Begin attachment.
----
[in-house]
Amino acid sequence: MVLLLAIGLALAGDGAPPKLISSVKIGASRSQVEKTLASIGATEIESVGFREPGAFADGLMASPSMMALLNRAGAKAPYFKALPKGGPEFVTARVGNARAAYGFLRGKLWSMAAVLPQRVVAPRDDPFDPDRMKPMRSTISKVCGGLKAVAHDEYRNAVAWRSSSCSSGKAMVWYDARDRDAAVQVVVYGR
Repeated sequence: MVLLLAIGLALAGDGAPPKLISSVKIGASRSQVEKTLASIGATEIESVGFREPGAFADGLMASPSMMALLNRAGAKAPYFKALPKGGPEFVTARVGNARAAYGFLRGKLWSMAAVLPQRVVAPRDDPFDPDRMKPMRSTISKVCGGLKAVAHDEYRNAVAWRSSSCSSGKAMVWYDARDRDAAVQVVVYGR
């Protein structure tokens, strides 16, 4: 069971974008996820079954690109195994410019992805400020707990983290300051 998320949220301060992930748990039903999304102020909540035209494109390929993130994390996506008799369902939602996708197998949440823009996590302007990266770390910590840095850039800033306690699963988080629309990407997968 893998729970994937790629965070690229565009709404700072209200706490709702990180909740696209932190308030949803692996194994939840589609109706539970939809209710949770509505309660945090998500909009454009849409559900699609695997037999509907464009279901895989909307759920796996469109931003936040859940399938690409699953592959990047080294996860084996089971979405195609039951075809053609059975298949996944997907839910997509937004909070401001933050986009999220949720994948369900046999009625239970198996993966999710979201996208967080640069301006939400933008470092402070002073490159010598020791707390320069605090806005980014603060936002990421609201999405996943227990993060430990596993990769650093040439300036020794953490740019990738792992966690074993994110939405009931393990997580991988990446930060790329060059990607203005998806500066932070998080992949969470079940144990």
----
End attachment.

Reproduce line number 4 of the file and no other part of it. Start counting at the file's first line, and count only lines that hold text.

């Protein structure tokens, strides 16, 4: 069971974008996820079954690109195994410019992805400020707990983290300051 998320949220301060992930748990039903999304102020909540035209494109390929993130994390996506008799369902939602996708197998949440823009996590302007990266770390910590840095850039800033306690699963988080629309990407997968 893998729970994937790629965070690229565009709404700072209200706490709702990180909740696209932190308030949803692996194994939840589609109706539970939809209710949770509505309660945090998500909009454009849409559900699609695997037999509907464009279901895989909307759920796996469109931003936040859940399938690409699953592959990047080294996860084996089971979405195609039951075809053609059975298949996944997907839910997509937004909070401001933050986009999220949720994948369900046999009625239970198996993966999710979201996208967080640069301006939400933008470092402070002073490159010598020791707390320069605090806005980014603060936002990421609201999405996943227990993060430990596993990769650093040439300036020794953490740019990738792992966690074993994110939405009931393990997580991988990446930060790329060059990607203005998806500066932070998080992949969470079940144990």